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Employment law Unfair procedures – Breach of contractual terms

Employment law Unfair procedures – Breach of contractual terms

By Denis Ryan
Tuesday, 25th April 2017

Employment law - Unfair procedures – Breach of contractual terms – Fair procedures – Appellant seeking an order restraining the respondent from continuing with a disciplinary process – Whether it was sufficiently clear that the disciplinary process had gone irremediably wrong  

Facts: The plaintiff/appellant, Mr Rowland, was engaged by the defendant/respondent, An Post, as a sub-postmaster in the village of Bofeenaun, Ballina in County Mayo. In 2008 a process commenced as a result of which Mr Rowland was asked to respond to various issues raised by An Post. It was asserted on behalf of Mr Rowland that the procedures being followed by An Post were unfair and in breach of his contractual terms. Proceedings were commenced and interim and interlocutory injunctions sought and obtained. The matter came on for plenary hearing before Murphy J in the High Court in March, 2011 and on the 26th July the trial judge dismissed Mr Rowland’s claim. The principal conclusion reached was that the relevant process was still at an investigative stage and that, in that context, there had been no breach of fair procedures. Mr Rowland appealed that decision to the Supreme Court. An application was brought before the Supreme Court seeking an order restraining An Post from continuing with the process pending a determination of the appeal. In the context of the hearing of that application an undertaking was given on behalf of An Post that the process would continue in full compliance with the rules of constitutional justice. In those circumstances the Supreme Court did not grant the injunction sought and the process continued. Separate proceedings were commenced in the High Court in which it was asserted that the termination of the relevant contract was unlawful and various reliefs were sought. A question was raised by the Supreme Court at the hearing of the appeal as to what, of substance, remained for decision on the appeal. That question arose from the fact that the focus of the proceedings had been to prevent the process from going any further. The order sought was an injunction directed to that end. Mr Rowland suggested that, if the Supreme Court were persuaded that the trial judge was wrong in his conclusions, it would be open to the Court to make an appropriate form of declaratory order which might, potentially, have an effect on the second proceedings. Counsel expressed a concern that, as long as the judgment of the trial judge in the case remained in place, aspects of the argument which Mr Rowland might wish to put forward in the second proceedings might be precluded. The focus of the appeal was as to whether it would be appropriate for the Supreme Court to make some form of declaration concerning the process and, as part of the analysis which might lead to a determination of whether it would be so appropriate, an issue arose as to the extent to which the findings of the High Court in the case might bind the High Court in deciding the second proceedings.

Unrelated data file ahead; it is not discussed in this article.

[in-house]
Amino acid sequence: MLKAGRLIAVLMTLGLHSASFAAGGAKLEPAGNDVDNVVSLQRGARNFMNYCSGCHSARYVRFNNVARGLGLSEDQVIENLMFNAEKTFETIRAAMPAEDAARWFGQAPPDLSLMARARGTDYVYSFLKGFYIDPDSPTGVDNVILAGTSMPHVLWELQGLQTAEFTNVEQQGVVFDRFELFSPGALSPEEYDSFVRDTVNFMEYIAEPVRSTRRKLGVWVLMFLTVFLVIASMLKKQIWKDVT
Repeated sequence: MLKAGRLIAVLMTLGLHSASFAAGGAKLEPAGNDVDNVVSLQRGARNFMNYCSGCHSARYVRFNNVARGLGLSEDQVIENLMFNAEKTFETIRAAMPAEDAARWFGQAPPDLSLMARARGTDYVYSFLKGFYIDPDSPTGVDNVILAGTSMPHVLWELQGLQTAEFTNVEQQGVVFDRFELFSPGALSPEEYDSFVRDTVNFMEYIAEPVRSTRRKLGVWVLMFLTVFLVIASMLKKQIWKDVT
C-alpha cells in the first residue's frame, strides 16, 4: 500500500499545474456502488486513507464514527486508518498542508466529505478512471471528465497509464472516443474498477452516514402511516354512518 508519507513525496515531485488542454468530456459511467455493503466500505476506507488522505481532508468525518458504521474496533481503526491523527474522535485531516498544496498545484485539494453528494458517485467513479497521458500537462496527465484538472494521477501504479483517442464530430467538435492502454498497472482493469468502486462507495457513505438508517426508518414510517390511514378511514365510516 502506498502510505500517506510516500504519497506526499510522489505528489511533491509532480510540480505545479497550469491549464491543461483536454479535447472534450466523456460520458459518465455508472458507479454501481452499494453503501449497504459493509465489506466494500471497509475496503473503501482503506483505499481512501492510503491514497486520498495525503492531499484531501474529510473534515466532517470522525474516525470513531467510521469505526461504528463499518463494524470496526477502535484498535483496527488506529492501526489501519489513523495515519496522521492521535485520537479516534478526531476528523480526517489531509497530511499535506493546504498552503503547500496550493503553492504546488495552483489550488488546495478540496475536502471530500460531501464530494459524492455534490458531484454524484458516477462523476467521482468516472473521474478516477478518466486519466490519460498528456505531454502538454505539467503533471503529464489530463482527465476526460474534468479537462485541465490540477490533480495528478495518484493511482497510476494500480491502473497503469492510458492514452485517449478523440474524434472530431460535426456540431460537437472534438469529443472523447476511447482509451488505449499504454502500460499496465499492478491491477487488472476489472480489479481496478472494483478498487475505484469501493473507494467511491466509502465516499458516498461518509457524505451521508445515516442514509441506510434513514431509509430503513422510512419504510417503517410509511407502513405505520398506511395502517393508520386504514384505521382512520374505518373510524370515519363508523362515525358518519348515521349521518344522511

Held by Clarke J that he was satisfied that the trial judge was correct to hold that the point had not been reached when it could be said that it was sufficiently clear, for the purposes of the established jurisprudence, that the disciplinary process in the case had gone irremediably wrong so as to warrant that a court should intervene by way of an injunction to halt the process. Clarke J held that the trial judge’s ultimate conclusion was correct and that the appeal must be dismissed. Appeal dismissed. 
Rowland, Thomas v An Post 
27/03/2017 No. 462/2011 [2017] IESC 20